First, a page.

The Consortium for Refugees and Migrants in South Africa (CoRMSA) joins the world in celebrating International Women’s Day. This year, International Women’s Day will highlight the Beijing Declaration and Platform for Action, signed by 189 governments 20 years ago. On this day, it is a time to reflect on progress made, to call for change and to celebrate acts of courage and determination by ordinary women who have played an extraordinary role in the history of their countries and communities.
CoRMSA is recognising the achievements and contributions made by refugee and migrants women in their host countries under the global theme of “Empowering Women – Empowering Humanity: Picture It!” We share the vision of a world where every woman and girl can exercise her rights, including access to education, health care services, employment, shelter and living in societies free from gender discrimination and gender based violence: a world where women can enjoy freedom of movement in order to seek safety from persecution and war and to build a better life for their families.
In South Africa, March is regarded as Human Rights Month, reminding us of our constitutional commitment to equal rights for all including refugee and migrant women. However we are concerned that much still needs to be done to realise refugee and migrant’s women’s human rights in South Africa and globally. CoRMSA acknowledges the effort made by the South Africa Government towards ensuring the visibility of women in public life but there is a strong need to enhance the decision-making role of refugee and migrant’s women. Too often the experiences of refugee and migrant women are not valued and their rights are disregarded.
CoRMSA urges the Commission for Gender Equality and all civil society organisations, government departments, community organisations, private institutions and ordinary citizens to discover and recognise the contributions and achievement made by refugee and migrant women, to work together with men in order to achieve a gender balanced society, eliminate discrimination against women, and to enable refugee and migrant women to have their voices heard.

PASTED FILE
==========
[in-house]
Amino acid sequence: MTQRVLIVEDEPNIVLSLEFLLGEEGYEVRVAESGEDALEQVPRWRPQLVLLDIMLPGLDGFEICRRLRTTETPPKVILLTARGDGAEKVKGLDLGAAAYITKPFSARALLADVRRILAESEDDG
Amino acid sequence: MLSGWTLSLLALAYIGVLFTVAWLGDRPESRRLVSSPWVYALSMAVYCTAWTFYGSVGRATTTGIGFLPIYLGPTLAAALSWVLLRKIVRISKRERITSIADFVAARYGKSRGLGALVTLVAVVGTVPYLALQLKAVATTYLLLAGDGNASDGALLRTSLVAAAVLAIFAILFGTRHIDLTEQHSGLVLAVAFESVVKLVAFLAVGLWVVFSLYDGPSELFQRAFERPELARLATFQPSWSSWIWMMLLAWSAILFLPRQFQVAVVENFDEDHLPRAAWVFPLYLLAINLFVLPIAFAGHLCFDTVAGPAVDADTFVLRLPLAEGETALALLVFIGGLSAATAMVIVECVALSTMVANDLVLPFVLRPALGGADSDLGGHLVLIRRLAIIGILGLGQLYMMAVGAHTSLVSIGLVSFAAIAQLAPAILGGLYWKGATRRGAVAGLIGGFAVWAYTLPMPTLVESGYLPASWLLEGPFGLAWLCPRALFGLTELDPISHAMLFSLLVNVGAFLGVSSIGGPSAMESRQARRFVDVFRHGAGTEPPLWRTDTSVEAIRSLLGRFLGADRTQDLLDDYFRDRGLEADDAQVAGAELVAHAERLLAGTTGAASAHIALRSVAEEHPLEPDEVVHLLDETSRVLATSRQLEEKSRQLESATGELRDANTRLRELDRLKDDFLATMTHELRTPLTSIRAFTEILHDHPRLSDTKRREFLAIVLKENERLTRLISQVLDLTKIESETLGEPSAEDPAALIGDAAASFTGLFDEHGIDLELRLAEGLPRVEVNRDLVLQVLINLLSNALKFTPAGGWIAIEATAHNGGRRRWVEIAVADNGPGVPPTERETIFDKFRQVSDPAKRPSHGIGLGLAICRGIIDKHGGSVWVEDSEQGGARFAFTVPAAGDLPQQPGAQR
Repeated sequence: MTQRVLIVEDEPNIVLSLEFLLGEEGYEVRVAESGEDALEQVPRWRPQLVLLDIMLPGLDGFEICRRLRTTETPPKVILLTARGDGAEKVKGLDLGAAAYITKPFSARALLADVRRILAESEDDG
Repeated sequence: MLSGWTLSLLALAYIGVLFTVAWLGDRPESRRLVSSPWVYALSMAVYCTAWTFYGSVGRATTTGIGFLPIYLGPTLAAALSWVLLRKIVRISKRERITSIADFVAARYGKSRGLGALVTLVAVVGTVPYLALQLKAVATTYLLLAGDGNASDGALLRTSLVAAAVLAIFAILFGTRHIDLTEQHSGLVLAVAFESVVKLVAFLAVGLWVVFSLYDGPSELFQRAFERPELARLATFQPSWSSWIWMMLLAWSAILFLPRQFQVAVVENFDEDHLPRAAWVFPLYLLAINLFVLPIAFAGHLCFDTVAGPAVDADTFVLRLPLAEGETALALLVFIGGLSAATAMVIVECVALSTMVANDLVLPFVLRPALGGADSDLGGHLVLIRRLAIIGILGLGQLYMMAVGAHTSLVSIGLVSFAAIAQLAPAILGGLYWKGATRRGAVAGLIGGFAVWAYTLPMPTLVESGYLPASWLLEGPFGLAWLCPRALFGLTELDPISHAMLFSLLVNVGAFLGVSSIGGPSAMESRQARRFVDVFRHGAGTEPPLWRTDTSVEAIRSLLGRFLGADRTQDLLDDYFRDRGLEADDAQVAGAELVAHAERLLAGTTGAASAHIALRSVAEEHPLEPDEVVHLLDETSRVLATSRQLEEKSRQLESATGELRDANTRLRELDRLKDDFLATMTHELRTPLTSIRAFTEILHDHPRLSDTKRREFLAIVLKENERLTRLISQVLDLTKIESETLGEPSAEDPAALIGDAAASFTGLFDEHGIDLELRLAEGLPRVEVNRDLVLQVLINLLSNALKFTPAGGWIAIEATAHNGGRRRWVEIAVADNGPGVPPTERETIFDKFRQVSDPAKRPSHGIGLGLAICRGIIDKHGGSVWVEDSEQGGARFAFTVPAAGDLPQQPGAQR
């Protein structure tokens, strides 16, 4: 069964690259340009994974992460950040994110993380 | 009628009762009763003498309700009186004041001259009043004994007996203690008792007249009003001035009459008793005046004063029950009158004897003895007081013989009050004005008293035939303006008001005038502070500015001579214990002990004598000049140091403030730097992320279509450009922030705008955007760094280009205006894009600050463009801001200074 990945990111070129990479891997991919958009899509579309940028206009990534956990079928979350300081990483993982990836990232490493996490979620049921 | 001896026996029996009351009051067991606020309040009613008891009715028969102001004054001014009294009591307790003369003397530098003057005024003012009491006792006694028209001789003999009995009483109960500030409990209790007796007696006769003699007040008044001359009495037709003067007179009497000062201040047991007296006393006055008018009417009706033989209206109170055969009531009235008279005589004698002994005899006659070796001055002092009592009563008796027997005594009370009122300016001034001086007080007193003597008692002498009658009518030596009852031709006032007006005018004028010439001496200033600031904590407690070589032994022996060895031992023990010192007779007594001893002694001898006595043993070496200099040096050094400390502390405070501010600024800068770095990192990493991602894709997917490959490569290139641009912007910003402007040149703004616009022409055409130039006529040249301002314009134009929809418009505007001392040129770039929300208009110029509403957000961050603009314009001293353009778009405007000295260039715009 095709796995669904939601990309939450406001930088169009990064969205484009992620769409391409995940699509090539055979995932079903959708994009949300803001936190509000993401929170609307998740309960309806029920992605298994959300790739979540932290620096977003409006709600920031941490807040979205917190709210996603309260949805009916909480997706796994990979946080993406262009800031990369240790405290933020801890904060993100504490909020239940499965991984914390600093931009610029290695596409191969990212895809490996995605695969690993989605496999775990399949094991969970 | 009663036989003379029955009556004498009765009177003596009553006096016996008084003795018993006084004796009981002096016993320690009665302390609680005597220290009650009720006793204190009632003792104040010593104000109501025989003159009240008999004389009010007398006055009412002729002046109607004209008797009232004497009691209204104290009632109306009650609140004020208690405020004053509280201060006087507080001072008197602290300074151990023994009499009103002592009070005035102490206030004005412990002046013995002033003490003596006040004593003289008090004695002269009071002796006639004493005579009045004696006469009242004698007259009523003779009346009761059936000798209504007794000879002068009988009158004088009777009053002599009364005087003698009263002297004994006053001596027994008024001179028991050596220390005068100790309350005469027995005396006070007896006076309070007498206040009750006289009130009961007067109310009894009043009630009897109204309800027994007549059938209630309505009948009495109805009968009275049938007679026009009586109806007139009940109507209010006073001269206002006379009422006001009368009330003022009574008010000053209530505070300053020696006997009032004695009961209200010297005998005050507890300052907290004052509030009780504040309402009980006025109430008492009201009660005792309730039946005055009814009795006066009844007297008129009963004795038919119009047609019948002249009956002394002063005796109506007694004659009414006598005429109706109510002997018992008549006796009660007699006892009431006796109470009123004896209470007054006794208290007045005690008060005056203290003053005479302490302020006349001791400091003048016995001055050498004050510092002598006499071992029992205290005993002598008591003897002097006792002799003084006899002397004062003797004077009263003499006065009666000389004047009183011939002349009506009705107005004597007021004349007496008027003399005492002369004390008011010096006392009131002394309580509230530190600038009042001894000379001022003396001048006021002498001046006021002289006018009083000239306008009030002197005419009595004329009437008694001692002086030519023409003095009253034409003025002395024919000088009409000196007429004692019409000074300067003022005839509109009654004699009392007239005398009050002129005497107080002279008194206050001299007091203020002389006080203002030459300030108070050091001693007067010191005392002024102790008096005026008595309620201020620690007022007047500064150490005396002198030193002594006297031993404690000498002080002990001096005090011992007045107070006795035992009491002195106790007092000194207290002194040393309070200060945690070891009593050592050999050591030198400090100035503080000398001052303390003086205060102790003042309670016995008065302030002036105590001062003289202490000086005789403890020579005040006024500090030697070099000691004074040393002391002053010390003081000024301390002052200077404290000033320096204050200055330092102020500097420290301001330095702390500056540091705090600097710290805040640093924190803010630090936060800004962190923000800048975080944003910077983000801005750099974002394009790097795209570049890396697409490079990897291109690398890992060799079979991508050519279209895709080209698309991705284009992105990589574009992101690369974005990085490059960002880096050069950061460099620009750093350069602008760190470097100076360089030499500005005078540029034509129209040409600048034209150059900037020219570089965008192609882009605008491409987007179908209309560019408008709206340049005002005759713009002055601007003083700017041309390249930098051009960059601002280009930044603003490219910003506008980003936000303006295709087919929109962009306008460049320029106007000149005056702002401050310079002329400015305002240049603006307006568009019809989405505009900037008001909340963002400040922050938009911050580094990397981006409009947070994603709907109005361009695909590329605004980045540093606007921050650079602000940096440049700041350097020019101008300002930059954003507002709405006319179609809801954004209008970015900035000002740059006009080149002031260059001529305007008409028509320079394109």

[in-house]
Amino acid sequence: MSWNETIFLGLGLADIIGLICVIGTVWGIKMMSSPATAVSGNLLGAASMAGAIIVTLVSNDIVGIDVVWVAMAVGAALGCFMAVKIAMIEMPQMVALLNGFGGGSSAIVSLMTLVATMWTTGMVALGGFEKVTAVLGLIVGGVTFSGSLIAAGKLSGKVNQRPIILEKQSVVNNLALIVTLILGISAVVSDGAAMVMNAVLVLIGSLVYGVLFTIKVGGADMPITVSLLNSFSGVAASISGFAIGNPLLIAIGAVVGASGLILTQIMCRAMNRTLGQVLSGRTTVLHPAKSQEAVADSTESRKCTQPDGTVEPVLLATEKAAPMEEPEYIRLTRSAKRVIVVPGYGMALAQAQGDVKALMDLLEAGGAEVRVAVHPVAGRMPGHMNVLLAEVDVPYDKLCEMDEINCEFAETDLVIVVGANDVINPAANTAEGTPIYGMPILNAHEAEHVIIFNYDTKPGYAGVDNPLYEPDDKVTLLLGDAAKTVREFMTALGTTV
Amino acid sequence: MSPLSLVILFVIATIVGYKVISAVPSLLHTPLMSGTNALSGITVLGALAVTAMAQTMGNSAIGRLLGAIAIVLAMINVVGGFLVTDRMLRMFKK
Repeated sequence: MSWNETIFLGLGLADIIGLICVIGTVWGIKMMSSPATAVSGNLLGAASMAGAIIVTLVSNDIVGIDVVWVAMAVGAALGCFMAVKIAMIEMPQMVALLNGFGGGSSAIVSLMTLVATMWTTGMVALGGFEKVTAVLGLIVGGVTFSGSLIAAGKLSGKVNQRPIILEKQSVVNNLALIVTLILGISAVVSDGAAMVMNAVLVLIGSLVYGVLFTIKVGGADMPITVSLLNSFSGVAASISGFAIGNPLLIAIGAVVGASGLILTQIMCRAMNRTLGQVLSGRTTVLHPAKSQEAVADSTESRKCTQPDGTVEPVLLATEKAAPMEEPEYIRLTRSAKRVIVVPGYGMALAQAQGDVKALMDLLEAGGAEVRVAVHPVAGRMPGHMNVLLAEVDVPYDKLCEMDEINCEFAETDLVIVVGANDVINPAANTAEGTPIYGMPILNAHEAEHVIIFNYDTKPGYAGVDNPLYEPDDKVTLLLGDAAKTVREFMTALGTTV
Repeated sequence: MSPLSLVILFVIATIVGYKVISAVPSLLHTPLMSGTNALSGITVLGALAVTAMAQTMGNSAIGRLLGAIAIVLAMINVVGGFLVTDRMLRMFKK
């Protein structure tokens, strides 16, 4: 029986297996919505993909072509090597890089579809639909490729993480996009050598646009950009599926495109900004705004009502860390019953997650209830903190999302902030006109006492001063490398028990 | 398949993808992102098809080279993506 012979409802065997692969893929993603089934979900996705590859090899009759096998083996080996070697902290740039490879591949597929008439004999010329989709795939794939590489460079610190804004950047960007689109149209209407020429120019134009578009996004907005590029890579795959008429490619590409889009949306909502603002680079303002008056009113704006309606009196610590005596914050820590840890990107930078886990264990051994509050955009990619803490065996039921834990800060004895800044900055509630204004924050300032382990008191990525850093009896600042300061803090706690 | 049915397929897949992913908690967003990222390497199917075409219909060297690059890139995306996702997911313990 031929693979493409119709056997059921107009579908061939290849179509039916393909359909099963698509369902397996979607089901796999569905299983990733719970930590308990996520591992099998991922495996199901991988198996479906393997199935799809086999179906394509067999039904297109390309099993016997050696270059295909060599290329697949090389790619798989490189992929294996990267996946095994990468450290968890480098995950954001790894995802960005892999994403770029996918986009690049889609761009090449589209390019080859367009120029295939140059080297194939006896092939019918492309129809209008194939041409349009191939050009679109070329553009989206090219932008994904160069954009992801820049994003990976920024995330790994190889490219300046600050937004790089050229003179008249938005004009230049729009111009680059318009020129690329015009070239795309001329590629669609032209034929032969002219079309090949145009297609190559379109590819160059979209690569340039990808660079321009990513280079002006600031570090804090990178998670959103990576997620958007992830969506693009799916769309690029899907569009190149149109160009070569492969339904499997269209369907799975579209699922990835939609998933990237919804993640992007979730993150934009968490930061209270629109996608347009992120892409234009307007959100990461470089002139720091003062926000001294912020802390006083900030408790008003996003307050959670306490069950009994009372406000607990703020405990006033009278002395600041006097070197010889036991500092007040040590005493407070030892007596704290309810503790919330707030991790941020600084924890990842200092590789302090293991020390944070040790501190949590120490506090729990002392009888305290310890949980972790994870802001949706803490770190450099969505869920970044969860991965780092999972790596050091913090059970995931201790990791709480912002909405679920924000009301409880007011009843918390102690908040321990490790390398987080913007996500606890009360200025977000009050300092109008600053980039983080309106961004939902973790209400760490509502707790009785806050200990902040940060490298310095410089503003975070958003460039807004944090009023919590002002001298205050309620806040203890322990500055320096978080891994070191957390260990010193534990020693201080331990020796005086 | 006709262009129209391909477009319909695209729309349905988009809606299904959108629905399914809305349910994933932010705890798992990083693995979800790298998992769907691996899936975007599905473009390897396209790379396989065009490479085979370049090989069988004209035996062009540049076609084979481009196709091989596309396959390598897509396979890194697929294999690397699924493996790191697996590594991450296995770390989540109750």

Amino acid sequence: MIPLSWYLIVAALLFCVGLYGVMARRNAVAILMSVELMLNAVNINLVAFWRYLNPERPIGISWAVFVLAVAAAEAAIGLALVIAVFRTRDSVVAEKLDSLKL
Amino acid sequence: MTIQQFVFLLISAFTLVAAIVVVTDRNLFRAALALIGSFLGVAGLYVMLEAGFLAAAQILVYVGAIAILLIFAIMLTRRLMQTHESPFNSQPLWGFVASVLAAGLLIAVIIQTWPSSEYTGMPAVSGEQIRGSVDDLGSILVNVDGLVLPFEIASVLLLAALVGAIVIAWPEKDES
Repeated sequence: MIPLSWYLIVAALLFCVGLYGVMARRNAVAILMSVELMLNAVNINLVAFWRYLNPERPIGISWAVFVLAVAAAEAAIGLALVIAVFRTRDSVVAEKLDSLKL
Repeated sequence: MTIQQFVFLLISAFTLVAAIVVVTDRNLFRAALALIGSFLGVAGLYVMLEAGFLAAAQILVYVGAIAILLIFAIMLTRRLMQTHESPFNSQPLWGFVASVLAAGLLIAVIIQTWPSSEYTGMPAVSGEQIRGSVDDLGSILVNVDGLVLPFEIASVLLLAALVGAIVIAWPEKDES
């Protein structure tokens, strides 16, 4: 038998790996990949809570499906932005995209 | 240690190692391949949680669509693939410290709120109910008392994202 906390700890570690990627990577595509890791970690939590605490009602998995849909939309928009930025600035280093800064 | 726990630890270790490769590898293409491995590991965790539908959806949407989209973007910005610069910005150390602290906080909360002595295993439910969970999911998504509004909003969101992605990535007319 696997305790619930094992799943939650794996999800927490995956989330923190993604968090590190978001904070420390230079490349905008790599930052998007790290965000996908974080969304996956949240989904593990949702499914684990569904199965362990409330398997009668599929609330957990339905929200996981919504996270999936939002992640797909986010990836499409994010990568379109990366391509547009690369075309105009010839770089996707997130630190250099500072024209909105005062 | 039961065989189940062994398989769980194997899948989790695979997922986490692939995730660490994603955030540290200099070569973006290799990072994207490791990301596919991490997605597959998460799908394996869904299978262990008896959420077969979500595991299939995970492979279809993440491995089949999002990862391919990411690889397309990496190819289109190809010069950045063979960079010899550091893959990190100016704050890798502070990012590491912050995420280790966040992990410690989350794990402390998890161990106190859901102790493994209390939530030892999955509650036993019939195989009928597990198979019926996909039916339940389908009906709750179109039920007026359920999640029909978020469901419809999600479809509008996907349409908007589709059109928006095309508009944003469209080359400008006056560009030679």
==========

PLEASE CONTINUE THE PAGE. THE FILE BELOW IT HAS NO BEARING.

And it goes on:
For more information contact:
Mr. Thifulufheli Sinthumule, Advocacy Officer
Tel: +27 11 403 7560
Cell: +27 (0) 78 287 1485
Press release: CoRMSA calls for urgent political intervention to stop attacks on foreign nationals in Soweto and other areas
The Consortium for Refugees and Migrants in South Africa (CoRMSA) is deeply concerned by the lack of political response to the attacks on non-nationals in Soweto and surrounding areas.
These attacks began on 19 January after a Somali national was alleged to have fatally shot a fourteen year old boy who was amongst a mob of people who were threatening to break into his shop. Whilst we do not condone the shooting and we sincerely empathise with the family, we believe it cannot be correct for communities to attack a whole group of people belonging to a particular social group for the fact that one of their own is alleged to have committed a crime. Taking the law into own hands has never been the solution.
We acknowledge that there were initially some attempts from the South African Police Service to intervene and contain the situation, however, the continued escalation of the violence and looting of mainly foreign owned shops requires much more drastic measures from the political leadership to contain the situation and ensure the safety of foreign nationals and others within these communities.
We call for urgent intervention from the Presidency, the Ministry of Police, the African National Congress and leaders of other political parties to call on communities to desist from continuing with the rampant behaviour. The 2008 xenophobic attacks taught us that the delayed response from the political leadership also contributes to the escalation of such incidences. We further call for reinforced presence of police in affected and other potential areas to defuse the situation.
We believe these attacks are xenophobic and not purely criminal. In this regard, we further call for the Department of Justice to finally enact Hate Crimes legislation. This legislation would ensure that such acts motivated by prejudice are punishable and perpetrators held accountable thus addressing the impunity with which many of the perpetrators of attacks directed at foreign nationals have been met. The impunity is one factor that continues to make it possible for such behaviour to continue.
For further information please contact:
Ms Sicel’mpilo Shange-Buthane – Executive Director- CoRMSA – 083 257 9015/011 403 7560 email@example.com